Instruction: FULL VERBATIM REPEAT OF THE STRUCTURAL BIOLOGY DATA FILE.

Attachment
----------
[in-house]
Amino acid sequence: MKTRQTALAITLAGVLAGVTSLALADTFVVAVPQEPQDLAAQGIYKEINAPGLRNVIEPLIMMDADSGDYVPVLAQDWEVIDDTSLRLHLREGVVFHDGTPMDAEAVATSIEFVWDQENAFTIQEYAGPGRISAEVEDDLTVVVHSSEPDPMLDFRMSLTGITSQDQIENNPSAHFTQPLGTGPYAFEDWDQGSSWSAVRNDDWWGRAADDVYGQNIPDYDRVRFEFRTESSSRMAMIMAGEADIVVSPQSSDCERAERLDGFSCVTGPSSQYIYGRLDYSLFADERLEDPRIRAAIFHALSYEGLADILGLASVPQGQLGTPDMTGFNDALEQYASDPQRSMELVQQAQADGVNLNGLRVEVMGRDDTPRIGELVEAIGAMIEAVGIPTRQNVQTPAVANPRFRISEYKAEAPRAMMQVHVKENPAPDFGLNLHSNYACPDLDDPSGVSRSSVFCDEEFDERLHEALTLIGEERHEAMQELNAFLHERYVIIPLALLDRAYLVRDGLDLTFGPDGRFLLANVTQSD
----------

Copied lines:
[in-house]
Amino acid sequence: MKTRQTALAITLAGVLAGVTSLALADTFVVAVPQEPQDLAAQGIYKEINAPGLRNVIEPLIMMDADSGDYVPVLAQDWEVIDDTSLRLHLREGVVFHDGTPMDAEAVATSIEFVWDQENAFTIQEYAGPGRISAEVEDDLTVVVHSSEPDPMLDFRMSLTGITSQDQIENNPSAHFTQPLGTGPYAFEDWDQGSSWSAVRNDDWWGRAADDVYGQNIPDYDRVRFEFRTESSSRMAMIMAGEADIVVSPQSSDCERAERLDGFSCVTGPSSQYIYGRLDYSLFADERLEDPRIRAAIFHALSYEGLADILGLASVPQGQLGTPDMTGFNDALEQYASDPQRSMELVQQAQADGVNLNGLRVEVMGRDDTPRIGELVEAIGAMIEAVGIPTRQNVQTPAVANPRFRISEYKAEAPRAMMQVHVKENPAPDFGLNLHSNYACPDLDDPSGVSRSSVFCDEEFDERLHEALTLIGEERHEAMQELNAFLHERYVIIPLALLDRAYLVRDGLDLTFGPDGRFLLANVTQSD